Wednesday, 7. October 2009
Richard Barlow discusses his experience as a counter-proliferation intelligence officer with the CIA in the 1980s, his work for the Office of the Secretary of Defense under Dick Cheney, and his incredible journey in trying to stop the proliferation efforts of the now infamous A.Q. Khan. He talks about the ‘real politics’ involving our relations with Pakistan and the Congress’ role, the draconian State Secrets Privilege, current disheartening status of whistleblower protection laws, and more!
Richard Barlow worked as a Central Intelligence Agency (CIA) counter-proliferation intelligence officer in the 1980s. He learned that top U.S. officials were allowing Pakistan to manufacture and possess nuclear weapons, and that the A.Q. Khan nuclear network was violating U.S. laws. He also discovered that top officials were hiding these activities from Congress, since telling the truth would have legally obligated the U.S. government to cut off its overt military aid to Pakistan at a time when covert military aid was being funneled through Pakistan to Afghan Jihadists in the war against the Soviets. Barlow’s response: to organize the first interagency efforts to go after the A.Q. Khan nuclear network, well before it spread nuclear weapons to Iran, North Korea and Libya. After engineering the arrests of Khan’s nuclear agents operating in the U.S. in 1987, Mr. Barlow was sent by high levels of the CIA to testify before Congress, where he revealed that certain members of the Reagan administration had been misleading Congress. Barlow’s efforts to enforce the law and tell the truth caused Congress to come within an inch of terminating aid to Pakistan. As a result, he was persecuted as a traitor by some cold warriors in the CIA and State Department, shutting down his operations and clouding his future in the Agency.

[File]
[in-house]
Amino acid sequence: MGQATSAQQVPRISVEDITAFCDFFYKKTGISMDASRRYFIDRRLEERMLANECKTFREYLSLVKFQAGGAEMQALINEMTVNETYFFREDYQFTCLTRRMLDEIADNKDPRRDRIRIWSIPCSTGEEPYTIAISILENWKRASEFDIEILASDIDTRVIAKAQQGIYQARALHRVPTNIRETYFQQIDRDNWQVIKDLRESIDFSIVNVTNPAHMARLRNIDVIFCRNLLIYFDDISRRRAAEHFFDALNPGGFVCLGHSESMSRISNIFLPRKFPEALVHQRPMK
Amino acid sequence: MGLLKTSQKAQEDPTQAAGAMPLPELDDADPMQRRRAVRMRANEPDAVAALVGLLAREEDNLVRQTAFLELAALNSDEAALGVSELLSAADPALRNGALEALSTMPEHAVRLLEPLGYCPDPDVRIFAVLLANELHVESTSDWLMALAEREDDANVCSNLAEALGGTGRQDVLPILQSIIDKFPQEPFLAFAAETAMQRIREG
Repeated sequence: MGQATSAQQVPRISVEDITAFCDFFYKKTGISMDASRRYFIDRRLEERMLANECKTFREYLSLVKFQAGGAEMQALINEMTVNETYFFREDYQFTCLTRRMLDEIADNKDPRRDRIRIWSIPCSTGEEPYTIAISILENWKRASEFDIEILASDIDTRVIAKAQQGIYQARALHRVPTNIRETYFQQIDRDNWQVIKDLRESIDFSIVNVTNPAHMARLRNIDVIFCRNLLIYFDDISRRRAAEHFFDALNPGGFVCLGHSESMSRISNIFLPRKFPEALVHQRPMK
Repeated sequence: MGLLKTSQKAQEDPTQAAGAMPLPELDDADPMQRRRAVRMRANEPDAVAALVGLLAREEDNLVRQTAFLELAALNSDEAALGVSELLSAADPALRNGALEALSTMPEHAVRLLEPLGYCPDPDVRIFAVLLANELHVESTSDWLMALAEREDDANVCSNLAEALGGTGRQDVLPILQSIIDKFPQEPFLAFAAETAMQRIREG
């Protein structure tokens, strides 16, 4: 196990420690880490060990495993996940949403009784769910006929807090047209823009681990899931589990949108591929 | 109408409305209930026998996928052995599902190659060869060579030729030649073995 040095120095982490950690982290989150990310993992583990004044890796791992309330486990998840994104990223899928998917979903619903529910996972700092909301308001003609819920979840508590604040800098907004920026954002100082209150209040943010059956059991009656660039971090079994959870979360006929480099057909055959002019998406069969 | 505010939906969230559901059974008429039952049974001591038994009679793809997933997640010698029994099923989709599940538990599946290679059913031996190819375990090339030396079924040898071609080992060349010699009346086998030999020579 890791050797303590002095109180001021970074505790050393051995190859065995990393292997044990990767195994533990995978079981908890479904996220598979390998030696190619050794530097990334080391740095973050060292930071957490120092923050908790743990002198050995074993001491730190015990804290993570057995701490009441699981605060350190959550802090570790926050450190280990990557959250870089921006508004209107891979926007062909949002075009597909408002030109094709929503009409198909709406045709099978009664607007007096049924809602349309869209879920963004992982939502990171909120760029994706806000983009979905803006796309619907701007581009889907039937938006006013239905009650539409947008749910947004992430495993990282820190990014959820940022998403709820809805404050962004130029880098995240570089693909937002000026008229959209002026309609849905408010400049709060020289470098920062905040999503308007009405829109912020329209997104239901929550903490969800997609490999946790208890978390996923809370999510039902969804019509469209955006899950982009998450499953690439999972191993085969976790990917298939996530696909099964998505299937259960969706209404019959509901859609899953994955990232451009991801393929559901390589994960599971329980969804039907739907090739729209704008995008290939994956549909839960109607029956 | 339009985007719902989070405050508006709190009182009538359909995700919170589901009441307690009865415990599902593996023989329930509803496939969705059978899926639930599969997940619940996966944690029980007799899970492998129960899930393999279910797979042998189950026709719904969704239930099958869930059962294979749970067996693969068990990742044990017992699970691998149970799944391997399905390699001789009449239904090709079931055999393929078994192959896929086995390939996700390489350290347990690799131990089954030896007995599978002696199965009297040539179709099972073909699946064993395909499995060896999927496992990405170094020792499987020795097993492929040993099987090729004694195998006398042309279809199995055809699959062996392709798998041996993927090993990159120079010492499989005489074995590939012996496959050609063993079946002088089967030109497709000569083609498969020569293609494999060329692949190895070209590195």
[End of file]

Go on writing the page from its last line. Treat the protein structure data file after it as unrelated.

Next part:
For additional information on Richard Barlow and related documents visit POGO.
Here is our guest Richard Barlow unplugged!